News last week that Government had asked NSSA to gradually increase pension disbursements from the current $60 a month to $150 by end of March should be great music to pensioners. Life is hard for the average employee, it can only be harder for the pensioner who has very few options open to him, coupled with ailments and medical expenses that come with old age.
We therefore appreciate where Government is coming from. The least we can say is that even $150 is not enough. That is to assume that the national pension fund can in fact afford that. A lot of legitimate questions are being raised on the feasibility of such an increase.
That unfortunately has more to do with NSSA management than the general state of the economy. NSSA was established in the late 1980s. Since then it has been getting monthly contributions from struggling Zimbabweans as part of statutory obligations.
Most of those contributions have gone to waste because of extremely poor management decisions. Their choice of investment vehicles has been criminal to say the least. Management has over the years wasted pension contributions investing in what amounts to speculative shares and money market instruments. They also put money in new banks apparently without any due diligence being carried out.
Much of that investment was lost and no one was punished or made to pay. Of late management has been paying itself handsome salaries from pension contributions, not from profits generated from any wise investment decisions. They have also used the contributions to reward their employees either through vehicle loans or housing schemes.
All these projects have little to do with growing the fund for the benefit of those who make sacrifices from their meagre pay.
Why should the poor finance the lavish life styles of NSSA management?
Public Service, Labour and Social Welfare Minister Prisca Mupfumira correctly observed last week that NSSA has several investments, some performing well, others not so well. The problem is that there are more in the negative category than on the positive side.
It is for that reason that while we commend the spirit behind Government’s decision to have NSSA pay more, we wonder whether financially it has the capacity to do so. And this comes at a time when there are increasing calls, misguided in our view, for pensionable age to be reduced. The logic is that many people have been retrenched over the years or that life expectancy of Zimbabweans has gone down.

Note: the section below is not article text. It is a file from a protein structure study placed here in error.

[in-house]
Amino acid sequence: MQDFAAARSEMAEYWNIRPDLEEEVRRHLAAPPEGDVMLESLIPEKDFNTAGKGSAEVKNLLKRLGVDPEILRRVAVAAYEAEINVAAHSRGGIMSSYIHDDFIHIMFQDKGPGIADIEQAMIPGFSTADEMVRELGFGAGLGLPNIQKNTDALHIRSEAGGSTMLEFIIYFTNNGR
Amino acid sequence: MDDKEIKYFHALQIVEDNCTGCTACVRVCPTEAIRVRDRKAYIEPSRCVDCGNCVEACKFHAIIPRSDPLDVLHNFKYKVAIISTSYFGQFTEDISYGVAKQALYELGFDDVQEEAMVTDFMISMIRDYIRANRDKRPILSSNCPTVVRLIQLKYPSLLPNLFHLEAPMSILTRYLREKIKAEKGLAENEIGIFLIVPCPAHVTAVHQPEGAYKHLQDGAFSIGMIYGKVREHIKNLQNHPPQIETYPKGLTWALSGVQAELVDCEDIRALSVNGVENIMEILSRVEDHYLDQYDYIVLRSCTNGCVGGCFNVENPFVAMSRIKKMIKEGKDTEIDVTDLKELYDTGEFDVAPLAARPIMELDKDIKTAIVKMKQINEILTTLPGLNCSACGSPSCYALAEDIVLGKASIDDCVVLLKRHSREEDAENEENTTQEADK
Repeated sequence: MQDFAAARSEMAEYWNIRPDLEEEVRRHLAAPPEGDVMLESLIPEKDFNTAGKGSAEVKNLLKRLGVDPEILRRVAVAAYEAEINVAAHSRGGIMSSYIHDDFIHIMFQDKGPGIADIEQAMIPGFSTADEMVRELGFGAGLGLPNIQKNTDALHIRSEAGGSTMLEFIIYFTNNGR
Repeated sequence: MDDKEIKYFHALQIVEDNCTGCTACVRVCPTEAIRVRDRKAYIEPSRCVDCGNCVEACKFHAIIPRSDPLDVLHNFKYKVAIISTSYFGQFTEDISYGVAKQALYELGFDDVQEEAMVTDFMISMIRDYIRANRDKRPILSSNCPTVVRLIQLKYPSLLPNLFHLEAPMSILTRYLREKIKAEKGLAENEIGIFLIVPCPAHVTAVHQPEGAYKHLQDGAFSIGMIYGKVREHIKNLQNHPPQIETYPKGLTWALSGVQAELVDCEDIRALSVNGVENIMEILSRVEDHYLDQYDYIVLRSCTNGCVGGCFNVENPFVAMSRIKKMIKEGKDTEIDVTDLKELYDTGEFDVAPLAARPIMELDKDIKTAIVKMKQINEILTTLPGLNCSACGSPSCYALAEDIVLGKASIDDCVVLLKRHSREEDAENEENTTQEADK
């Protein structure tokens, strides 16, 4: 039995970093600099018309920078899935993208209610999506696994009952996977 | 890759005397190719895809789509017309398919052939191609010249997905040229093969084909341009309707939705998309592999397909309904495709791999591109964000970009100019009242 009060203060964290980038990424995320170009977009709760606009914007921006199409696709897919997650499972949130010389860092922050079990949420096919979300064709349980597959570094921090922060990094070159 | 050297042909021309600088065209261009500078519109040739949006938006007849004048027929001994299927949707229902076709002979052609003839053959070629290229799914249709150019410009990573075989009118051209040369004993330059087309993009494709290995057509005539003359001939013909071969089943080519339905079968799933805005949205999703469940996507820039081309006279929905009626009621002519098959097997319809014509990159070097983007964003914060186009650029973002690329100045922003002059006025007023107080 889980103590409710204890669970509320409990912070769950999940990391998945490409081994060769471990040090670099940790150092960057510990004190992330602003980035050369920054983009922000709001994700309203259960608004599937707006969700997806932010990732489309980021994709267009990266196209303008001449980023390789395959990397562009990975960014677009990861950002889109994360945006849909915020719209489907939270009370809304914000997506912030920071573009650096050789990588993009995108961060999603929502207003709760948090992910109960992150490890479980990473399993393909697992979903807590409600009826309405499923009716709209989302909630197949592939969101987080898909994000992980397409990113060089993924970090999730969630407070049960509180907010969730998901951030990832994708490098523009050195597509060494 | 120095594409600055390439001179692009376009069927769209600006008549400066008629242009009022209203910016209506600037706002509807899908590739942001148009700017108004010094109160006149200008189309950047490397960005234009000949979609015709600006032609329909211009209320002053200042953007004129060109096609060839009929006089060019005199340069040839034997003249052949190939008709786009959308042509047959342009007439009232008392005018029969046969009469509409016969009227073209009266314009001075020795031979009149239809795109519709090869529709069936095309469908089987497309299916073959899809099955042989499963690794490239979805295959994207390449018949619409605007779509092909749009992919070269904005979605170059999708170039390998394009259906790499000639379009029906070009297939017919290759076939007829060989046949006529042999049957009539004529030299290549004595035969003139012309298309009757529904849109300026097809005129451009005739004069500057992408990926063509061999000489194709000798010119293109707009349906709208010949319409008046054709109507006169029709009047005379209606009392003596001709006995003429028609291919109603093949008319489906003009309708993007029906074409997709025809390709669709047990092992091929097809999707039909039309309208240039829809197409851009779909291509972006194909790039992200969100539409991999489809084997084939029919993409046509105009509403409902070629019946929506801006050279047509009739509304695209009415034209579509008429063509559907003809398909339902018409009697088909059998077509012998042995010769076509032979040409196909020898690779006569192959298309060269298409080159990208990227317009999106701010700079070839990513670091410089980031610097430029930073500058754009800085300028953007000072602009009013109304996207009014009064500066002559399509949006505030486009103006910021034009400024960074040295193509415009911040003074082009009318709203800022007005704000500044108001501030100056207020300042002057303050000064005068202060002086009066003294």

But that is a dangerously short-sighted view of things. If there are fewer people making contributions to NSSA that means there are fewer funds to issue out. Having more early beneficiaries can only worsen the situation to a point where we risk NSSA failing to meet the most minimal pension payouts.
But that is a diversion.
The point is that NSSA management should not gamble with people’s money in making investment decisions. It holds that money in trust. It must exercise strict fiduciary duty over it, the way banks do with depositors’ money. That calls for prudent investment decisions, minimal internal expenses, and a genuine desire to grow those pension funds.
That means, without necessarily adding to administrative costs, there must be a body exercising oversight on how NSSA invests our pension contributions. People are not sacrificing for the enjoyment of NSSA employees or for management to experiment with those funds on risky “investments” knowing there will be no consequences for failure.
Pay and benefits must be performance-based, as a reward for good work. That way, management should be motivated to invest money in projects which have the highest potential for a high return. That being the case, NSSA should be able to pay reasonable pensions on a sustainable basis.
That means Government must take a hard look at what is happening at NSSA at the moment and whether it is consistent with its expectations of what it should pay pensioners monthly.
Article Source: The Herald